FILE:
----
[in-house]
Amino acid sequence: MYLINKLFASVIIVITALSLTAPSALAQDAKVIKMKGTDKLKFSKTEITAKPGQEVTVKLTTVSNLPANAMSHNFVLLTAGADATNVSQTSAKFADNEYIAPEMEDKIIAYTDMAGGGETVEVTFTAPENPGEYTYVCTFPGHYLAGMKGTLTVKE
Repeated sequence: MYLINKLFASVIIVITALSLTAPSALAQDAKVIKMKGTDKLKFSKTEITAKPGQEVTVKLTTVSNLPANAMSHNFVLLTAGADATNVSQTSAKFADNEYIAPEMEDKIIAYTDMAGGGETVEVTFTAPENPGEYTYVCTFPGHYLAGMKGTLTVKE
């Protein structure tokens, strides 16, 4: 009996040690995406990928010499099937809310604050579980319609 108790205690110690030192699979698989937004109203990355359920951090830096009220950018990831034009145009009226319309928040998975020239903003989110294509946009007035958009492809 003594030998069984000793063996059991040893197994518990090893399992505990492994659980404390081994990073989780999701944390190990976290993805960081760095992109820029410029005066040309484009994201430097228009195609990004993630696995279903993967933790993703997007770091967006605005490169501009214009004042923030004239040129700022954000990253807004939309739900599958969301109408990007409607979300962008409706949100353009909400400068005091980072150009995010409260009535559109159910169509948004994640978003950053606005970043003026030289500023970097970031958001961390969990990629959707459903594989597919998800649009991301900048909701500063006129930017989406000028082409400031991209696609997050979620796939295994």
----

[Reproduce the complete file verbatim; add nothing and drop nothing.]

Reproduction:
[in-house]
Amino acid sequence: MYLINKLFASVIIVITALSLTAPSALAQDAKVIKMKGTDKLKFSKTEITAKPGQEVTVKLTTVSNLPANAMSHNFVLLTAGADATNVSQTSAKFADNEYIAPEMEDKIIAYTDMAGGGETVEVTFTAPENPGEYTYVCTFPGHYLAGMKGTLTVKE
Repeated sequence: MYLINKLFASVIIVITALSLTAPSALAQDAKVIKMKGTDKLKFSKTEITAKPGQEVTVKLTTVSNLPANAMSHNFVLLTAGADATNVSQTSAKFADNEYIAPEMEDKIIAYTDMAGGGETVEVTFTAPENPGEYTYVCTFPGHYLAGMKGTLTVKE
């Protein structure tokens, strides 16, 4: 009996040690995406990928010499099937809310604050579980319609 108790205690110690030192699979698989937004109203990355359920951090830096009220950018990831034009145009009226319309928040998975020239903003989110294509946009007035958009492809 003594030998069984000793063996059991040893197994518990090893399992505990492994659980404390081994990073989780999701944390190990976290993805960081760095992109820029410029005066040309484009994201430097228009195609990004993630696995279903993967933790993703997007770091967006605005490169501009214009004042923030004239040129700022954000990253807004939309739900599958969301109408990007409607979300962008409706949100353009909400400068005091980072150009995010409260009535559109159910169509948004994640978003950053606005970043003026030289500023970097970031958001961390969990990629959707459903594989597919998800649009991301900048909701500063006129930017989406000028082409400031991209696609997050979620796939295994």